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Which of the following statements regarding the seronegative spondyloarthropathies is NOT true?



A. The most common extra-articular manifestation of ankylosing spondylitis is aortic root disease
B. There is a genetic component to theses arthropathies related to the HLA-B27 marker
C. Psoariatic arthropathy occurs in up to 20% of patients with psoriasis
D. In patients with IBD, the peripheral arthritis tends to correlate with flare-UPS of the bowel disease, but the spinal manifestations do not
E. Reactive arthritis (Reiter’s syndrome) develops 2-6 weeks after an episode of urethritis or dysentery
Asked by Aria, Last updated: Jul 02, 2020

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John Smith

John Smith

Answered Sep 08, 2016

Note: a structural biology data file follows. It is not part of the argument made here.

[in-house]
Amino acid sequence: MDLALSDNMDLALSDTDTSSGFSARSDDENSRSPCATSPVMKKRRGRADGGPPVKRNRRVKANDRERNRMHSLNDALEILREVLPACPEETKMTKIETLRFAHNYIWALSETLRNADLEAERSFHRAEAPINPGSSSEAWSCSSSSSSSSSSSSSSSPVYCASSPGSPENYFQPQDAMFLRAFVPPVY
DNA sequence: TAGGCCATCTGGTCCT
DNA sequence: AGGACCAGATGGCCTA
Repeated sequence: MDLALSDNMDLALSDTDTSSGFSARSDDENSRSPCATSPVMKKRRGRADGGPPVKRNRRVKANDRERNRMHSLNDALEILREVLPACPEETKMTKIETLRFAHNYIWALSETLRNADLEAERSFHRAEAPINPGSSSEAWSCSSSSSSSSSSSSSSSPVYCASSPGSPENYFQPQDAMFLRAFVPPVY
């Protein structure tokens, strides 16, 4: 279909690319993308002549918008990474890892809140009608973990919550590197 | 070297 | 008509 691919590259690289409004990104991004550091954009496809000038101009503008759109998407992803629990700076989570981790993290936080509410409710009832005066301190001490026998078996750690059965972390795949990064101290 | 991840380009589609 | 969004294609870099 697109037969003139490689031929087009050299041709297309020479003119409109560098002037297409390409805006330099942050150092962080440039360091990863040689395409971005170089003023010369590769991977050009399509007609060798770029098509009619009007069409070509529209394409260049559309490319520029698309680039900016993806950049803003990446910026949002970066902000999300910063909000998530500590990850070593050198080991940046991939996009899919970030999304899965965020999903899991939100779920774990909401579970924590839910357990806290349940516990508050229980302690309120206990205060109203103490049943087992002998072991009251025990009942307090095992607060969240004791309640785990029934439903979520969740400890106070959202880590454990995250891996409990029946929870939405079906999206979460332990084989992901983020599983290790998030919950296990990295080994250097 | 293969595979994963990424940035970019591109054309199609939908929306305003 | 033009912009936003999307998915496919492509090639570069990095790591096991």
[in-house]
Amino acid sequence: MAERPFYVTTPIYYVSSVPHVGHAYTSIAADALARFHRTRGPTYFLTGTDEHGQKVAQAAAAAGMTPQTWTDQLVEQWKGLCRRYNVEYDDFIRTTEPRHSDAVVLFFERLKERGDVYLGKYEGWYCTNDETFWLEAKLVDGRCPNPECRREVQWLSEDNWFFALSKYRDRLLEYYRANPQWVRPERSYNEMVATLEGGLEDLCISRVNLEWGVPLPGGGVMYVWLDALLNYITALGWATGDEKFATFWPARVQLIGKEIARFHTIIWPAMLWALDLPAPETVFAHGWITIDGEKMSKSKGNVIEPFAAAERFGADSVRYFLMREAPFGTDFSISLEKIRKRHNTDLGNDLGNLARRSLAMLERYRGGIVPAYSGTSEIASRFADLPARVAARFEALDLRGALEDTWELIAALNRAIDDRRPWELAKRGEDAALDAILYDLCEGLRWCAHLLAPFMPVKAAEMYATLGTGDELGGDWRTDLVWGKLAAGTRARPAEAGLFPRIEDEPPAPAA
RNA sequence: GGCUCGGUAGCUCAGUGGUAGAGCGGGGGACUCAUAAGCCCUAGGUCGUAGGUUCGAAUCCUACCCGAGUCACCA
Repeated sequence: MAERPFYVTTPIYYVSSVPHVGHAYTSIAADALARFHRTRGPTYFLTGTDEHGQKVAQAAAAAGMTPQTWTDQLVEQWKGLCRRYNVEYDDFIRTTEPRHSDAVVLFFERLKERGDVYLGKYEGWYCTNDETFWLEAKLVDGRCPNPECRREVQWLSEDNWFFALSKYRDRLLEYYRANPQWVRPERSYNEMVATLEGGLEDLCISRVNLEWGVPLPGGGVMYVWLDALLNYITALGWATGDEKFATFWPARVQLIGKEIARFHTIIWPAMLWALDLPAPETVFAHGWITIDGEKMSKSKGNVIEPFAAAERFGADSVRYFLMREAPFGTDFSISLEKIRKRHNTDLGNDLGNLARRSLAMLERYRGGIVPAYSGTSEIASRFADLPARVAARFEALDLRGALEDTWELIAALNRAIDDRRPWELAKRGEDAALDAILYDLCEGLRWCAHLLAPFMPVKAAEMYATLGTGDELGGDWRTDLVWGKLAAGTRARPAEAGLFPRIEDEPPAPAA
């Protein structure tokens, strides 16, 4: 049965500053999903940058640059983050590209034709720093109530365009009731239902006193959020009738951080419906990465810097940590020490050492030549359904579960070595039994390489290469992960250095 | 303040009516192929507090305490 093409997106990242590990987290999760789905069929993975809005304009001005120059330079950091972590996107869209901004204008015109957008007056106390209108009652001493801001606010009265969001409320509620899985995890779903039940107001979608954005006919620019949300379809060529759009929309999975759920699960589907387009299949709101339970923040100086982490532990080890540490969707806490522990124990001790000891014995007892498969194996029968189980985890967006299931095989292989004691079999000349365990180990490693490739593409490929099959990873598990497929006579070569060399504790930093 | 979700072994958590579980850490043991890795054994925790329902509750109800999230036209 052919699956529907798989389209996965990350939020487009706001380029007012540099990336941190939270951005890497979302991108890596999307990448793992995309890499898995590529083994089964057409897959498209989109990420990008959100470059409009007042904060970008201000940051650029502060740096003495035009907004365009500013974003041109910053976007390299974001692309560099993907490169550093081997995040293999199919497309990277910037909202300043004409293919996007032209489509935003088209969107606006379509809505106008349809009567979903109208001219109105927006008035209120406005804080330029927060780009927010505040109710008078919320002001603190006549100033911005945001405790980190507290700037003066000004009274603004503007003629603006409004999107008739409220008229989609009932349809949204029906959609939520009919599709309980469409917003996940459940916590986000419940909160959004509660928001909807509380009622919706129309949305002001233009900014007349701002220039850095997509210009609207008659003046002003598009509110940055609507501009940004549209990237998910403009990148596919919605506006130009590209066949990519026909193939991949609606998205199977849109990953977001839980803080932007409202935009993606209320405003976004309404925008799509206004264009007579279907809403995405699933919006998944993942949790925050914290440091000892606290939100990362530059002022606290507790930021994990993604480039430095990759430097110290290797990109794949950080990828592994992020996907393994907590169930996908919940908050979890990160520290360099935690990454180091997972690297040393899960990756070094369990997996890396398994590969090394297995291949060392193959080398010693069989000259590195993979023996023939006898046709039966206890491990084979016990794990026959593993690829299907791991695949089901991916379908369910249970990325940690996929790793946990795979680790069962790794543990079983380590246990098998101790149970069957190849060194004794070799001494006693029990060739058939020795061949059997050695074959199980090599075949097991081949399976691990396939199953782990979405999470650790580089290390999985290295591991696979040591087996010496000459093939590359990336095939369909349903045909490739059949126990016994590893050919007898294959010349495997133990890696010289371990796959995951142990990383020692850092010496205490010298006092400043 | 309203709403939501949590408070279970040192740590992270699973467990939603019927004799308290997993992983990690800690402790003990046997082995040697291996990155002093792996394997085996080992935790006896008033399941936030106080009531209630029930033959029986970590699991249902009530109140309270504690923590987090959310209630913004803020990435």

The most common extra-articular manifestation of ankylosing spondylitis is aortic root disease-the seronegative spondyloarthropathies share the characteristics of sacroiliac involvement, peripheral inflammatory arthropathy, absence of rheumatoid factor, pathologic changes around the enthesis, and a genetic component related to the hla-b27. the most important of these include ankylosing spondylitis, reactive arthritis, psoriatic arthritis, and the arthropathy of ibd. ankylosing spondylitis: back discomfort with radiologic evidence of sacroilitis, male predominance, uveitis is most common extra-articular manifestions, life-threatening aortic root disease rarely occursarthropathy of ibd: acute migratory, inflammatory polyarthritis of the peripheral joints (most commonly knees) in10-20% of patients with ibd. sacroilitis and spondylitis more common in males. the peripheral arthritis generally correlates with flare-ups of the bowel disease, but the spinal manifestations do not.psoriatic arthritis: 20% of patients with psoriasis. several forms (asymmetrical oligoarthropathy, symmetrical polyarthropathy, spondylitis, dip involvement, arthritis mutilans)reactive arthritis (reiters): asymmetric, polyarticular arthritis in a genetically susceptible host 2-6 weeks after an infection in the gu tract (chlamydia trahomatis) or gi tract (salmonella, shigella, yersinia, or campylobacter). single episode (mean length 4-7 months) or recurrent episodes of arthritis. antibiotics improve recovery time for patients with chlamydia-triggered reactive arthritis, but not with a gi cause.(chapter 114)
 

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